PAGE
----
17 January 2018

We tried our hand at winter camping. I just really like the desert and I hate the heat so I figured the desert during the winter would be great. And it was! Except at night it was really cold and very little changed that. Lesson learned. Anyhow, we drove to Grand Canyon National Park. We arrived after dark, so our first view was sunrise the next morning. A very nice introduction. Hiking at the Grand Canyon isn't much fun, as it starts on the downhill and ends on the uphill. But we did a couple little jaunts and it was quite nice. On the way back home, we stopped by Monument Valley which was beautiful and camped near the southern entrance to Canyonlands National Park in Utah. That night was probably even colder, but woke to a spectacular sunrise. I was super nice to take a vacation and get away for a bit. I don't think we'll be winter camping again anytime soon, though.
Sunrise on the south rim. 

Desert Watchtower. 

Mittens at Monument Valley

Sunrise near Canyonlands. 

Newspaper Rock. 

04 January 2018

New Year New You

... Nah.


I'll just update some of my previous goals.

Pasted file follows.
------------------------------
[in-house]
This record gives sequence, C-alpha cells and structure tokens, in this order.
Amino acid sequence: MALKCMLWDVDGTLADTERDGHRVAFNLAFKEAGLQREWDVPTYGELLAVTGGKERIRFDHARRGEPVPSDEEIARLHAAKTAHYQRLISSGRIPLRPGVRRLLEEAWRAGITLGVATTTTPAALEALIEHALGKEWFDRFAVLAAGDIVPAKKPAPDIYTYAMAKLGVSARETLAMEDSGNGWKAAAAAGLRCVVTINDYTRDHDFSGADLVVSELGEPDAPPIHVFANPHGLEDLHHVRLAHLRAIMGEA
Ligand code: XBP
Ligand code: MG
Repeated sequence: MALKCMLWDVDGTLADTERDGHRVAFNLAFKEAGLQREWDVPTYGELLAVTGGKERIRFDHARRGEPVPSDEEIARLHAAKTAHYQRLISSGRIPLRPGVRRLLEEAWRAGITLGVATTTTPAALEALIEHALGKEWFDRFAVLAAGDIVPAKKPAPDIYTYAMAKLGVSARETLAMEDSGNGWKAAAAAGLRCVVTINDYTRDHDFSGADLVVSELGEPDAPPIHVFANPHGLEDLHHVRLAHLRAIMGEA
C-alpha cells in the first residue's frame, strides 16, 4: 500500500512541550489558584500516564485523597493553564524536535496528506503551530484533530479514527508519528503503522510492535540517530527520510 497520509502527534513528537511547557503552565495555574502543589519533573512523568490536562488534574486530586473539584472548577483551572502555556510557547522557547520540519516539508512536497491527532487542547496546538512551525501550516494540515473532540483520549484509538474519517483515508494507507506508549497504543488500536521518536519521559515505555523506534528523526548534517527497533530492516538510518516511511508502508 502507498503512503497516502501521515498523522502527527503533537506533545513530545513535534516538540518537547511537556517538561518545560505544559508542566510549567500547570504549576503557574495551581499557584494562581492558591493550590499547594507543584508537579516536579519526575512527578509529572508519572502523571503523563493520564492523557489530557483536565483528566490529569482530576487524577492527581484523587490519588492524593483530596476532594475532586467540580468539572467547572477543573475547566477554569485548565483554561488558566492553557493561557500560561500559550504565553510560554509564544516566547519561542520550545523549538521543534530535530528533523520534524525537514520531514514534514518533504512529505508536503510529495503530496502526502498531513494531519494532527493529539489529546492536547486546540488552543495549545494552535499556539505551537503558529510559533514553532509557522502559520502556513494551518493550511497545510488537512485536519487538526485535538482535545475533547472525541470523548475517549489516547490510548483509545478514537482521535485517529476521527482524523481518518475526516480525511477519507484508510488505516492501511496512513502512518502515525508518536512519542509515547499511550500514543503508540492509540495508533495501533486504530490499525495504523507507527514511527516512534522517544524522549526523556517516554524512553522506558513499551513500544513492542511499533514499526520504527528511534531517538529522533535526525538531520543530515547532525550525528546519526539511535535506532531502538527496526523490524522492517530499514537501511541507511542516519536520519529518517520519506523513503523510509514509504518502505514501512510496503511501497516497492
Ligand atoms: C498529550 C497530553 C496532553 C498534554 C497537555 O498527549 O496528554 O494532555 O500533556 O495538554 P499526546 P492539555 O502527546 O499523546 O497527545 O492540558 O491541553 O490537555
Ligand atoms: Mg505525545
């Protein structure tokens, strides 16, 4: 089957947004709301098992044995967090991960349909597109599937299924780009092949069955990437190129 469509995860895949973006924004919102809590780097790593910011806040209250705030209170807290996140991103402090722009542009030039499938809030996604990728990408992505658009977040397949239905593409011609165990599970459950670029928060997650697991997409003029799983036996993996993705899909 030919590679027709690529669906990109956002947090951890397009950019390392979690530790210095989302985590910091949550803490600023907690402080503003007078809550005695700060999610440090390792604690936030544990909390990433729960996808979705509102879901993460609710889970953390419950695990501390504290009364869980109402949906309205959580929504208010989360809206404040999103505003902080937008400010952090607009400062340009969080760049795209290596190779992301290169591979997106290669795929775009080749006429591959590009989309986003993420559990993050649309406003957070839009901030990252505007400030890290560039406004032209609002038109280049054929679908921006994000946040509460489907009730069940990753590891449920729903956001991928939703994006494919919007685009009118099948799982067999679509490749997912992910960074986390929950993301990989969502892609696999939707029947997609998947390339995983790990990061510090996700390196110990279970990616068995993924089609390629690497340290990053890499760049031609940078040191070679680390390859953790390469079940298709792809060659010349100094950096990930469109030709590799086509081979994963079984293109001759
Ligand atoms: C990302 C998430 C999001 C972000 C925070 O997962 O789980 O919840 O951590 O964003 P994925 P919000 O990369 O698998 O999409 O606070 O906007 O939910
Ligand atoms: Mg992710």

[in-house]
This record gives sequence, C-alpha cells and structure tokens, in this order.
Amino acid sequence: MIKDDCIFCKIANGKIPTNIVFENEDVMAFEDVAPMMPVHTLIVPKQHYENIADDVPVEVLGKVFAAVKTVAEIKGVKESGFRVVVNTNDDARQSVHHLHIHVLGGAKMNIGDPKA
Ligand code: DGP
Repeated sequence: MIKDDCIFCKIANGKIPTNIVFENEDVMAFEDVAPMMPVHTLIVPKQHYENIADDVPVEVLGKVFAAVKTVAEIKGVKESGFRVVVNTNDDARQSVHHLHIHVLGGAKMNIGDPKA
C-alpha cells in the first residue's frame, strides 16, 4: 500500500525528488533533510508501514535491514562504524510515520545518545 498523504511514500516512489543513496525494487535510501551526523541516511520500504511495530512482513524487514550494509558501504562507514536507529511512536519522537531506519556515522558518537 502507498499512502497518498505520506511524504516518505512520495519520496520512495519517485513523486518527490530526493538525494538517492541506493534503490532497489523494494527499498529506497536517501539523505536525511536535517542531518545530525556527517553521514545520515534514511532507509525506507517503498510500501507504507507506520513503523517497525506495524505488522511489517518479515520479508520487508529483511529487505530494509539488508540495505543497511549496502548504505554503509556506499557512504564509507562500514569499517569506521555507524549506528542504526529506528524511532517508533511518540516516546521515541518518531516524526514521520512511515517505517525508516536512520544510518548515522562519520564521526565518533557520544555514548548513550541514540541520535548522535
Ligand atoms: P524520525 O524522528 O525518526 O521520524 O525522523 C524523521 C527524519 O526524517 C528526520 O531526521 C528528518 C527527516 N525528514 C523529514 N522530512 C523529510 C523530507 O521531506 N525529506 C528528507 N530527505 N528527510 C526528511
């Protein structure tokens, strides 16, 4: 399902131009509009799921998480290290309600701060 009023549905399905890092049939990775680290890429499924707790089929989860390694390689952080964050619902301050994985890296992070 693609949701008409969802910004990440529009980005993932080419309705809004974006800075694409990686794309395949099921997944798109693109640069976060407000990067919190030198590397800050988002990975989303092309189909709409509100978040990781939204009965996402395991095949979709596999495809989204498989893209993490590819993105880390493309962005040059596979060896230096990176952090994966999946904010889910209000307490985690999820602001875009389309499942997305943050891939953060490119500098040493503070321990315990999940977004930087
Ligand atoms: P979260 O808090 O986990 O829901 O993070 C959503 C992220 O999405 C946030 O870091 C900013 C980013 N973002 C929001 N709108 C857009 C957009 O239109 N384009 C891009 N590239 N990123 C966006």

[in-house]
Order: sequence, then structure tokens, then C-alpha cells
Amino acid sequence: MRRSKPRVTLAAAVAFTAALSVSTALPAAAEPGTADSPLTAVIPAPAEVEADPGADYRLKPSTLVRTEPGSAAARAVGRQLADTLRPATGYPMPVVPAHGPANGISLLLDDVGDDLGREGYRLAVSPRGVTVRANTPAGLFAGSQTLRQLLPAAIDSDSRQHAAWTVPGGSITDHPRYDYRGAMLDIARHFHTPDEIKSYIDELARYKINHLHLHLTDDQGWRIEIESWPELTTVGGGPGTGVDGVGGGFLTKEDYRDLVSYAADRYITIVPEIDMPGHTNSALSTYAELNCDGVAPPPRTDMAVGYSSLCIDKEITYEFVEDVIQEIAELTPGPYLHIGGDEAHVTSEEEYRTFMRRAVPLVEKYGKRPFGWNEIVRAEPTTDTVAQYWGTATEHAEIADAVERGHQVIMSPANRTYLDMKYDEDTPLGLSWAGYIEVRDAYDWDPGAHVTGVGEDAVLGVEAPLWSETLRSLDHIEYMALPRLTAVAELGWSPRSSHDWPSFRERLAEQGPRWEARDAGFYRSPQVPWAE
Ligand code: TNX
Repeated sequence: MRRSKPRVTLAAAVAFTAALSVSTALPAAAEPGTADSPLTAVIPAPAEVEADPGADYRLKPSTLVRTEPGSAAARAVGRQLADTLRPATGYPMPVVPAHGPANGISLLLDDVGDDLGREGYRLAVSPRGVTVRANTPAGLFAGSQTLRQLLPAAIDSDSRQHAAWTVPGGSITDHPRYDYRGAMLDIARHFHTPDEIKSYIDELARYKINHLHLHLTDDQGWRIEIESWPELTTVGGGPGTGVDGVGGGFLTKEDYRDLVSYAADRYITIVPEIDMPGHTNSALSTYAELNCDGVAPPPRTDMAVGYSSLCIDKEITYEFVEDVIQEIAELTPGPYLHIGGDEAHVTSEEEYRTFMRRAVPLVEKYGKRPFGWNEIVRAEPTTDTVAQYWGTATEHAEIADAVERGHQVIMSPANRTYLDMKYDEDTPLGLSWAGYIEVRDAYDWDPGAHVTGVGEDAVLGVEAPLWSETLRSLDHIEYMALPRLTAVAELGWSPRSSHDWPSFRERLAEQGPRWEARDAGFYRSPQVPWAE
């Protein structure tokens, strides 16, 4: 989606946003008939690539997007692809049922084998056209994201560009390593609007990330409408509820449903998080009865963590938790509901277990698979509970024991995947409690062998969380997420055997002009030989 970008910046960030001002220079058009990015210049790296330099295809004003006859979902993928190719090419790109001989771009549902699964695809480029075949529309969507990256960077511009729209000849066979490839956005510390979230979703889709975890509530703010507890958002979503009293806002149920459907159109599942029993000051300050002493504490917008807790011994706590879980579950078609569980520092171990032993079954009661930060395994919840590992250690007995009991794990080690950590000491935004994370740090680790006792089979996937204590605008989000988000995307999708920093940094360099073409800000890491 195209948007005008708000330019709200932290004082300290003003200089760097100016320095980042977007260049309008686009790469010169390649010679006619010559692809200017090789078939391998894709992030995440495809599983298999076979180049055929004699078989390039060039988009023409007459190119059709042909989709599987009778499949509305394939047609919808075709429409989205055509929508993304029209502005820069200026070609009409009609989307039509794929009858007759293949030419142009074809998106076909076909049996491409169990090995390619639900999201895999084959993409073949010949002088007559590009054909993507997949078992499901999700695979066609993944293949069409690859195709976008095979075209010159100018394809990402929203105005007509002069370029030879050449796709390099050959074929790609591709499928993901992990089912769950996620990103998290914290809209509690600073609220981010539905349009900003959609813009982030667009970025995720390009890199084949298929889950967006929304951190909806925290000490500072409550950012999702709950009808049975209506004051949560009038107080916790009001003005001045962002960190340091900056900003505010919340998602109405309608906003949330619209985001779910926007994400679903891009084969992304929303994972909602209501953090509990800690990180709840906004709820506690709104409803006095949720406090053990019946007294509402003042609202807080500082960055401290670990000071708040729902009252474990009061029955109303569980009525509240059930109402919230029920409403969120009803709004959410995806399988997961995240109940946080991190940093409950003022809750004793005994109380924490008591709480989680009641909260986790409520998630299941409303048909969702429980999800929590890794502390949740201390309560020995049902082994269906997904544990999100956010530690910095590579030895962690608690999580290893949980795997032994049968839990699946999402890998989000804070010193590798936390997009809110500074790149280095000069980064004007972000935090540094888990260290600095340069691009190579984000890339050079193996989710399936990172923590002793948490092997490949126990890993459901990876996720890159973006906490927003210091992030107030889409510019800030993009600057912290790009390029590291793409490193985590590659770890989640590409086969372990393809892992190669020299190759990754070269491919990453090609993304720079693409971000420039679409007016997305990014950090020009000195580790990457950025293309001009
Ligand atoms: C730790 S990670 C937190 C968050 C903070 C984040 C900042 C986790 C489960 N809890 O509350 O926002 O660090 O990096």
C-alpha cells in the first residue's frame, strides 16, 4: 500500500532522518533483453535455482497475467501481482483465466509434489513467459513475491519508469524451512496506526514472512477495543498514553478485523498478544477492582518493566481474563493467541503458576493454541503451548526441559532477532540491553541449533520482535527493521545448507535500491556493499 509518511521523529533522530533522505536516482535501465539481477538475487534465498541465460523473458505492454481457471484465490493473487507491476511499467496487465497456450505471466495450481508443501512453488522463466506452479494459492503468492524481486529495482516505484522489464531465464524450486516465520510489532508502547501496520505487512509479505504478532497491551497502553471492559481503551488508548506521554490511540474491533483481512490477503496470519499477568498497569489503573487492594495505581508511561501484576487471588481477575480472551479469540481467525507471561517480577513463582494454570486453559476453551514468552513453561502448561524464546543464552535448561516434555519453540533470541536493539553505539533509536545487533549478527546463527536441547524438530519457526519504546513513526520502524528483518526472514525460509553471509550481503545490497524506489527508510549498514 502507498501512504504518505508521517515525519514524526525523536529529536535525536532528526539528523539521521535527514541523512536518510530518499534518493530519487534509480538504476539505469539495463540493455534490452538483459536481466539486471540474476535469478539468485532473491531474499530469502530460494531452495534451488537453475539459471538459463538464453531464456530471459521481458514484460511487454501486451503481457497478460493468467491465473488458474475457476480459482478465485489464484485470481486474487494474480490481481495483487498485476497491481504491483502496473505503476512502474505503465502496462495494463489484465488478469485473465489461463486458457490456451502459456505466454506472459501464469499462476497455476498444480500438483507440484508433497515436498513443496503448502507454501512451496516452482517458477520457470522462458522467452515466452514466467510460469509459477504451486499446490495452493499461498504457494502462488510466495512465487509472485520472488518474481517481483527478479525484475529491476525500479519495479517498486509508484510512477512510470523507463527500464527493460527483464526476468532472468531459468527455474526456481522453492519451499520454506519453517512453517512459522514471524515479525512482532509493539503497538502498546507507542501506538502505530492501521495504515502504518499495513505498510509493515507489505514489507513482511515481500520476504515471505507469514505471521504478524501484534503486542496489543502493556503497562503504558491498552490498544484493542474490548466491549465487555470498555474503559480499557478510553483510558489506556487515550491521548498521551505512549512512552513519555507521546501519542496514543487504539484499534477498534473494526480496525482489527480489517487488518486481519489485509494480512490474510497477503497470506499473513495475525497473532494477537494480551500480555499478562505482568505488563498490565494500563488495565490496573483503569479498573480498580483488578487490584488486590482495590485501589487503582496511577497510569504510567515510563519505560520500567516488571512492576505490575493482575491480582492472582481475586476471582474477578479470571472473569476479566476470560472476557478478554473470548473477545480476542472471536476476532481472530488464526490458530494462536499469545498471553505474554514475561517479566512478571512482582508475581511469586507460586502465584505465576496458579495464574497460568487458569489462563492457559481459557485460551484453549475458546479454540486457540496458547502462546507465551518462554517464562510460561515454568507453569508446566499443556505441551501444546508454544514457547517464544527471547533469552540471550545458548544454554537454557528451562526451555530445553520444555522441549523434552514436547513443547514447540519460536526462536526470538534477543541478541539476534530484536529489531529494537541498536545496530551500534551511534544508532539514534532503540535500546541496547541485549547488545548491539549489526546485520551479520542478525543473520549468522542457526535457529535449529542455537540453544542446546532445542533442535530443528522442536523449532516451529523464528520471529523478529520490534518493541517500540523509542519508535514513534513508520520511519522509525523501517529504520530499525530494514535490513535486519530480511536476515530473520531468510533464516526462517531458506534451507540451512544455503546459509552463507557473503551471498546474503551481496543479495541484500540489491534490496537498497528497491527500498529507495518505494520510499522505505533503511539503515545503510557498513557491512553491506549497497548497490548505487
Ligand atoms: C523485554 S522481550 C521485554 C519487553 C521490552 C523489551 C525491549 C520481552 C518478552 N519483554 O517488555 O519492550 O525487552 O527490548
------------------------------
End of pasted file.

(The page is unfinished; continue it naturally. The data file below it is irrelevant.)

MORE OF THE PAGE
2017 was a pretty 'meh' year. Not a whole lot happened besides the relative madness that is politics. I did get a new position at the shelter that I still mostly really like, even though it can be super busy/stressful at times. My manager is leaving in a month though, so things could take a drastic turn. I don't know how I feel about all of that.

I finished paying of my student loans, so that's cool.

I signed up for my first official trail race in May. I decided to go all in and do a 50k. It's at Greenland Open Space, which is a trail I'm very familiar with. It's mostly flat and I'm hopeful that I'll finish. Gotta get on the training though! My days off are Sunday, Monday and Thursday, so no more "Trail Tuesday."

This year my modest goals are to get out of the country, run some more, maybe buy a house?

Still have the cute and broken foster dog. I really want to know the person who adopts him. He's just a neat dog. That said, I want him to be done with foster and all healed up, because he's pretty annoying in the house with all the cat chasing and not-quite-trained-ness.


28 December 2017

Foster Pup madness.